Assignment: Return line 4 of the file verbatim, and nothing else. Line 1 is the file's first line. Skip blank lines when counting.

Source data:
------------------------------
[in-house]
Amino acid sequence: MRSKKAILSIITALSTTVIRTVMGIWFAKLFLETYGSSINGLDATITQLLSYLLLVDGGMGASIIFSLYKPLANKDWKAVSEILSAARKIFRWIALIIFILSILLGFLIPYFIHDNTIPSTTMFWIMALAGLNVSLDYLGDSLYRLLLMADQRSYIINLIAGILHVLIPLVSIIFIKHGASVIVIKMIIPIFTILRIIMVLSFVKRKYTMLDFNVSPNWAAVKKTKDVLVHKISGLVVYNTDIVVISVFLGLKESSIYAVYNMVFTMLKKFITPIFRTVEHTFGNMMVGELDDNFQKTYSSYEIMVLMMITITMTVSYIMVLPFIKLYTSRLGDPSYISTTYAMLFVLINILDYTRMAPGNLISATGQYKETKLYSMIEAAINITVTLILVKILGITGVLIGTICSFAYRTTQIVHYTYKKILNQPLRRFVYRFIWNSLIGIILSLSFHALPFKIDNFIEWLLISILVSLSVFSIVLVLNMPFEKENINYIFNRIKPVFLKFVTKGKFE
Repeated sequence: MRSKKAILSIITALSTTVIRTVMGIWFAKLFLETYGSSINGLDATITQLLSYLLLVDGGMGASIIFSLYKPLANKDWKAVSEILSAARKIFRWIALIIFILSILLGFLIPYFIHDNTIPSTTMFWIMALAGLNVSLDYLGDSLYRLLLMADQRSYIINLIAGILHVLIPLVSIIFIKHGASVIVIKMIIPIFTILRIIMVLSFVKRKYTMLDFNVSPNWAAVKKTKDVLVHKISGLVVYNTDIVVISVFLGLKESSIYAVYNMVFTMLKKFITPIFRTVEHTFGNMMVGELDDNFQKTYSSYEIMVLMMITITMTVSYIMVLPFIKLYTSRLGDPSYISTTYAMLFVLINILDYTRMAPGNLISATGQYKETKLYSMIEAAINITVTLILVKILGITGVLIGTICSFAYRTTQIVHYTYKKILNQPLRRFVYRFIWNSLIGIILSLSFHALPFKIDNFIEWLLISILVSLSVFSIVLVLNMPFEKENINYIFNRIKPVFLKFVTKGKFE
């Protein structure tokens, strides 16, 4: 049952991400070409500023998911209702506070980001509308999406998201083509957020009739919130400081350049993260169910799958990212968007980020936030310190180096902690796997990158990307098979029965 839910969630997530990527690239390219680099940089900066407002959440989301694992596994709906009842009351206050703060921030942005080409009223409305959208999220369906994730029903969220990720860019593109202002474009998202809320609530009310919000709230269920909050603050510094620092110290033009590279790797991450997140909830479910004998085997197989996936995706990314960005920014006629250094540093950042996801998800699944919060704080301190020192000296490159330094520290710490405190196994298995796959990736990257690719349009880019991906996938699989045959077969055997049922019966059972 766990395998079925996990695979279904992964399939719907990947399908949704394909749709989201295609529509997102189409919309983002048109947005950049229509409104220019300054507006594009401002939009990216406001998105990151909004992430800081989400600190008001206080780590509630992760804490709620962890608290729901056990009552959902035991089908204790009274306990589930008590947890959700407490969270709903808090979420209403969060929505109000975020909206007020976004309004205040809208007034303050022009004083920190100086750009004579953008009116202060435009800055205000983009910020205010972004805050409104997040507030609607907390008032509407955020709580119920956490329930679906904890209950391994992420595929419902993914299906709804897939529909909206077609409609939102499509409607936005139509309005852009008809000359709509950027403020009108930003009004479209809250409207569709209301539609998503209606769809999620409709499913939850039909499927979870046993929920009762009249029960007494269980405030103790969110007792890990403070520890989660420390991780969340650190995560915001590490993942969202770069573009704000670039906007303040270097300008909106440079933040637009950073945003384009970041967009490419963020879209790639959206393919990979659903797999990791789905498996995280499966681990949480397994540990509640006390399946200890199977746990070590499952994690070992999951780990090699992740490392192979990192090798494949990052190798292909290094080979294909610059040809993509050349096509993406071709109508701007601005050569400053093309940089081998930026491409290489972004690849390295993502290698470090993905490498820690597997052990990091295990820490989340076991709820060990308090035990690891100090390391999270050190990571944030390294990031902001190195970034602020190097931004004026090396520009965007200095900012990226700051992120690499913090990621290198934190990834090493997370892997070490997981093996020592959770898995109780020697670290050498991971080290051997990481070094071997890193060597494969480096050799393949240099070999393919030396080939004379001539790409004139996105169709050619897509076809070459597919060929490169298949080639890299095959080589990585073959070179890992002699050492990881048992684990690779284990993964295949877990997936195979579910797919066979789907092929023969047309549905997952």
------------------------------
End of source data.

């Protein structure tokens, strides 16, 4: 049952991400070409500023998911209702506070980001509308999406998201083509957020009739919130400081350049993260169910799958990212968007980020936030310190180096902690796997990158990307098979029965 839910969630997530990527690239390219680099940089900066407002959440989301694992596994709906009842009351206050703060921030942005080409009223409305959208999220369906994730029903969220990720860019593109202002474009998202809320609530009310919000709230269920909050603050510094620092110290033009590279790797991450997140909830479910004998085997197989996936995706990314960005920014006629250094540093950042996801998800699944919060704080301190020192000296490159330094520290710490405190196994298995796959990736990257690719349009880019991906996938699989045959077969055997049922019966059972 766990395998079925996990695979279904992964399939719907990947399908949704394909749709989201295609529509997102189409919309983002048109947005950049229509409104220019300054507006594009401002939009990216406001998105990151909004992430800081989400600190008001206080780590509630992760804490709620962890608290729901056990009552959902035991089908204790009274306990589930008590947890959700407490969270709903808090979420209403969060929505109000975020909206007020976004309004205040809208007034303050022009004083920190100086750009004579953008009116202060435009800055205000983009910020205010972004805050409104997040507030609607907390008032509407955020709580119920956490329930679906904890209950391994992420595929419902993914299906709804897939529909909206077609409609939102499509409607936005139509309005852009008809000359709509950027403020009108930003009004479209809250409207569709209301539609998503209606769809999620409709499913939850039909499927979870046993929920009762009249029960007494269980405030103790969110007792890990403070520890989660420390991780969340650190995560915001590490993942969202770069573009704000670039906007303040270097300008909106440079933040637009950073945003384009970041967009490419963020879209790639959206393919990979659903797999990791789905498996995280499966681990949480397994540990509640006390399946200890199977746990070590499952994690070992999951780990090699992740490392192979990192090798494949990052190798292909290094080979294909610059040809993509050349096509993406071709109508701007601005050569400053093309940089081998930026491409290489972004690849390295993502290698470090993905490498820690597997052990990091295990820490989340076991709820060990308090035990690891100090390391999270050190990571944030390294990031902001190195970034602020190097931004004026090396520009965007200095900012990226700051992120690499913090990621290198934190990834090493997370892997070490997981093996020592959770898995109780020697670290050498991971080290051997990481070094071997890193060597494969480096050799393949240099070999393919030396080939004379001539790409004139996105169709050619897509076809070459597919060929490169298949080639890299095959080589990585073959070179890992002699050492990881048992684990690779284990993964295949877990997936195979579910797919066979789907092929023969047309549905997952």